The European commission will set out new laws next week to impose swingeing limits on greenhouse gas emissions from EU heavy industries in a move that could prompt some of these to relocate lock, stock and barrel overseas.
Draft legislative proposals, due to be published on January 23 and seen by the Guardian, would cut the emissions of some 11,000 plants by 21% on 2005 levels as part of the effort to reduce EU greenhouse gas output by at least 20% by 2020.
They would also force energy companies and refiners to bid at auction for 100% of their pollution permits from 2013 in an effort to avoid the windfall profits of up to £8bn cashed in when the EU’s emissions trading scheme (ETS) began in 2005.
The documents, which are still subject to ferocious debates among EC staff and with the 27 national governments, indicate that at least two-thirds of the permits, including for new sectors not in the ETS, would be auctioned from 2013 in an effort to drive up the price of carbon.
At their March summit, EU leaders agreed binding targets to reduce emissions by 20% – 30% if the rest of the industrialised world agreed – and to increase the use of renewable energy to 20% by 2020. The aim is to establish EU leadership in the campaign against climate change and create the first low-carbon economy.
But, officials say, the issue of “burden sharing” – or how to distribute the proposed cuts among the 27 states – is so contentious that none of the documents contains precise figures on the target limits for each country.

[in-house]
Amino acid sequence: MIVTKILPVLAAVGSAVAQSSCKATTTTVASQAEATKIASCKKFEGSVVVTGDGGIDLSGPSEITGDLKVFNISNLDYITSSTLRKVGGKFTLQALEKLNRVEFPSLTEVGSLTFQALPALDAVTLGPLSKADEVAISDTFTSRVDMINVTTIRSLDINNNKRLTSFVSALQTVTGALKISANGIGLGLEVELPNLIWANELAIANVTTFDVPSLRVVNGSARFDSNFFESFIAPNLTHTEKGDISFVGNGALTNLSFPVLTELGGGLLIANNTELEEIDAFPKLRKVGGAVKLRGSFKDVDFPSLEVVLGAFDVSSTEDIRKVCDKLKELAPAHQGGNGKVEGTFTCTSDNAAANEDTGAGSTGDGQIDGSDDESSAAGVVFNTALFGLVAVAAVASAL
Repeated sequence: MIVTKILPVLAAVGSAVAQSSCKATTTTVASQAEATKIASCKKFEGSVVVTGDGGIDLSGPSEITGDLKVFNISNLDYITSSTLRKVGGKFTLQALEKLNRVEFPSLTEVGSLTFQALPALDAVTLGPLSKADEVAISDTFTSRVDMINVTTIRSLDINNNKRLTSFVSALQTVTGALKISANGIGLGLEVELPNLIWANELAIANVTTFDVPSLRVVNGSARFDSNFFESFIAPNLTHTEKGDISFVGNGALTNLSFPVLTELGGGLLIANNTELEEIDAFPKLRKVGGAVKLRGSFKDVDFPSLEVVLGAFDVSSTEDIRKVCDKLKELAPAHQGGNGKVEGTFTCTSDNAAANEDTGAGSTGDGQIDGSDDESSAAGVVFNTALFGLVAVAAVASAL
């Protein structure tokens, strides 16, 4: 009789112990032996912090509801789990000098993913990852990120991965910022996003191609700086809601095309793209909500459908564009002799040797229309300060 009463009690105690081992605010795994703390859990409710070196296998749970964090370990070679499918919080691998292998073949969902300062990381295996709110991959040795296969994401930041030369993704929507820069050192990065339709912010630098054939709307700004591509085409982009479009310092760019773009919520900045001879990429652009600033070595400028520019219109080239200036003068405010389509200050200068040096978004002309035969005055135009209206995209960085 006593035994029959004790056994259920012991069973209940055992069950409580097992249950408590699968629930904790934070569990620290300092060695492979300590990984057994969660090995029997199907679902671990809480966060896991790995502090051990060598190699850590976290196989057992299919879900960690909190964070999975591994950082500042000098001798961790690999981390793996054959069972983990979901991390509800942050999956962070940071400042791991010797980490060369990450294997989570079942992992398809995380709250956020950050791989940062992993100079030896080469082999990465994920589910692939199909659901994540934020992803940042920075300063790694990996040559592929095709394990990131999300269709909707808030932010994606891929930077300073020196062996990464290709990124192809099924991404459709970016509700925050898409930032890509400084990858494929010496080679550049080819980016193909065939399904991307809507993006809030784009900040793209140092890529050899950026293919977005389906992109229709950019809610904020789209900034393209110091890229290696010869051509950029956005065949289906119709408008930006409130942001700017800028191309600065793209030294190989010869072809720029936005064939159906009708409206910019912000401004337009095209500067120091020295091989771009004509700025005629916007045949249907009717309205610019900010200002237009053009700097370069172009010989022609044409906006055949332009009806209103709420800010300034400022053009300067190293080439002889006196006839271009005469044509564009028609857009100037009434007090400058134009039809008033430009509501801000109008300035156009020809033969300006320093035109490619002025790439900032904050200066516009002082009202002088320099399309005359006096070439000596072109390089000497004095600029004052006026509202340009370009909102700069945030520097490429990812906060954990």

Cuts would be no more than 20% from 2005 levels for the richer countries such as Germany and the UK, while poorer nations would not be allowed to increase their emissions by more than 25%.
The chefs de cabinet of the 27 commissioners will thrash out these details again on Wednesday, with the row expected to continue until the last minute.
The plans to tighten the ETS for plants accounting for 43% of EU emissions and impose auctions would, officials admit, raise some prices by up to half and could force some companies overseas. Sources said sectors facing the fiercest competition from low-cost countries – such as steel – could be given more free pollution permits in a move to prevent their relocation. But, they said, a plan to impose emissions tariffs on imports from countries not bound by the Kyoto protocol or its putative successor has been scrapped as politically and technically unfeasible. Any job losses would be offset by the employment-creation impact of the switch to low-carbon technologies.
The documents say that in order to reach the 20% target for renewables by 2020 the EU would have to generate an additional 11.5%. But this too is controversial, with Britain, whose share so far is 3%, resisting what it sees as over-ambitious targets and Germany, which has its own target of 40% by 2020, worried that it could be forced to raise its game even further.
One idea expected to be adopted would allow countries unable to reach their renewables target to “buy” the missing part and for those outperforming their targets to “sell” the excess.
By David Gow
14 January 2008
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